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The DH rule has outlived it’s One-on-One functional life

As baseball season comes to an end and my heart fills with sorrow, I am reminded of the one thing that makes me hate baseball, the designated hitter – or DH – rule.

The DH is the 10th player in the batting line-up, allowed to bat in the place of the pitcher in all levels and leagues, except the National League.

This rule has long been debated by fans, coaches and players, but after 35 years, the rule still remains.

The DH rule should be eliminated from all levels and leagues of baseball because it takes away from the purity of the game. There is a need for a unified game between the American and National Leagues.

In 1973, the DH rule was put into trial because American League owners were concerned about low-scoring games and dwindling attendance.

Basically, the owners of the teams changed the rules of the historic game for an increased profit.

This disruption is not the only factor of baseball the DH rule compromises. The DH rule takes away from baseball’s difficult strategy, making the game even more impure.

Managers in the National League choose their teams, weighing both the offensive and defensive abilities of every player.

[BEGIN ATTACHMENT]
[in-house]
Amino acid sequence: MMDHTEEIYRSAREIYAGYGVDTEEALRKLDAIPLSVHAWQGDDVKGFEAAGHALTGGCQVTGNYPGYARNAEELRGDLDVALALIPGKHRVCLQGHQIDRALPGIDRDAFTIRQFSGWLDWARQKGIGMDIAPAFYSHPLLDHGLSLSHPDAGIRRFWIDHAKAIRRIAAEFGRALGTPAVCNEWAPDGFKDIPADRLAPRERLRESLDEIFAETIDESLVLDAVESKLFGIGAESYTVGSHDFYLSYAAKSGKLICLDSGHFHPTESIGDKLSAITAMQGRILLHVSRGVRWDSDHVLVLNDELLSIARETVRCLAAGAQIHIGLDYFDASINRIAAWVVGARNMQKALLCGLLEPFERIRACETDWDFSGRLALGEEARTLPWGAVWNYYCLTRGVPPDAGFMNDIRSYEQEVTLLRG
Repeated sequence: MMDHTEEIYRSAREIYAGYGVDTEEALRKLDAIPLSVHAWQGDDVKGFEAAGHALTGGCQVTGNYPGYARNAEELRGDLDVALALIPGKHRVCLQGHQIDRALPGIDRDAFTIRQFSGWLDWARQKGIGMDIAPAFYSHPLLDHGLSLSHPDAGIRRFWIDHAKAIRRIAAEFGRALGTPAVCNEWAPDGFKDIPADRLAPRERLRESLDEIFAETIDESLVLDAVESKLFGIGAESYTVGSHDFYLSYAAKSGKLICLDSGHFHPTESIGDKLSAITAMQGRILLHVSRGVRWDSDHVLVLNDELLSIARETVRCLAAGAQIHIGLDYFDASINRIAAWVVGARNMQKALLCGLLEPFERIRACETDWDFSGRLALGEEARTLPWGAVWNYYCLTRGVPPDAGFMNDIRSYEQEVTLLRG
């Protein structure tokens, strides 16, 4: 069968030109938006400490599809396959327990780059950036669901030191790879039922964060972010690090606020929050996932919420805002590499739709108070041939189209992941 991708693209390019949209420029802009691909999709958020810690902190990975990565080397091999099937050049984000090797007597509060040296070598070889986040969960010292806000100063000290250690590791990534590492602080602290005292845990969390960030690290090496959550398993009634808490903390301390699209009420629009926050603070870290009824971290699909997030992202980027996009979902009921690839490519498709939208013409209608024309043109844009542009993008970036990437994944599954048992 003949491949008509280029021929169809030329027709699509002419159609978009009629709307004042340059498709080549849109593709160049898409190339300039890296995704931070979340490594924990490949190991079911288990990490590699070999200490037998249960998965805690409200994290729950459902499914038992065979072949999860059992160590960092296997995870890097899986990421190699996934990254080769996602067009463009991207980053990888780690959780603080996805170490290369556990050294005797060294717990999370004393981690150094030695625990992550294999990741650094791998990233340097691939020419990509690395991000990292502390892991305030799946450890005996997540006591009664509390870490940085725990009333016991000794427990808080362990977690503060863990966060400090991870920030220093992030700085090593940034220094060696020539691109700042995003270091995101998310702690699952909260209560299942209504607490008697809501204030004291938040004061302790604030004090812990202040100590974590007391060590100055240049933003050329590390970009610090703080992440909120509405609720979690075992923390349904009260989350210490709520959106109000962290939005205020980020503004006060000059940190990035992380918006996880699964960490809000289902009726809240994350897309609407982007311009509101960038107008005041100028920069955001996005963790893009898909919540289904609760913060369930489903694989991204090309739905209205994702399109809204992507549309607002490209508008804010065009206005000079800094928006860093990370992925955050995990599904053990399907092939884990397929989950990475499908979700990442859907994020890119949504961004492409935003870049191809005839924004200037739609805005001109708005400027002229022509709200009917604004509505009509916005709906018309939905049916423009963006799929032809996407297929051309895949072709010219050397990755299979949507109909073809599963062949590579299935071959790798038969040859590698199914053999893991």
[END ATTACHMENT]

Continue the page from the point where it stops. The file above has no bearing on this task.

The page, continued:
This is different from the American League, which picks a pitcher simply on his throwing ability, and a DH simply on his capability to hit a ball.

The extra person changes the game from a strategic nineman game to a simple ten-man game.

There is a strong need and support for a unified games across the board for baseball.

Many individuals see no problem in the spilt between the two professional leagues of baseball until it comes to one specific event, the World Series.

The split causes a large mixup in rules and general problems. The way the solution sits currently is that when a game is played at an American League home field, the DH is used, and when games are played on a National League field, the DH is not used.

When looking to every other sport, it is easy to see why this is a problem.

Think if professional football allowed the National Conference teams to kick field goals, but did not allow its American Conference teams to do so.

Or if professional basketball permitted the Eastern Conference to shoot 3-point shots but not the Western Conference.

Why would fans, managers and players allow for this split to exist in the world of baseball?

There is truly no good reason for the split between the leagues.

After 35 long years of putting up with the DH rule, there should be change because of the distortion of the original game by taking away its purity and the need for a united game.

But as much as fans have pushed for the change, the officials have still not budged. Hopefully change will come soon and all levels and leagues of baseball will be cleansed of this absurd rule.

Jeri Kohn is a sophomore actuarial science and public relations major from Lincoln, Neb. She is theScout assistant sports editor.

Direct comments, questions and other responses to jkohn@mail. bradley.edu.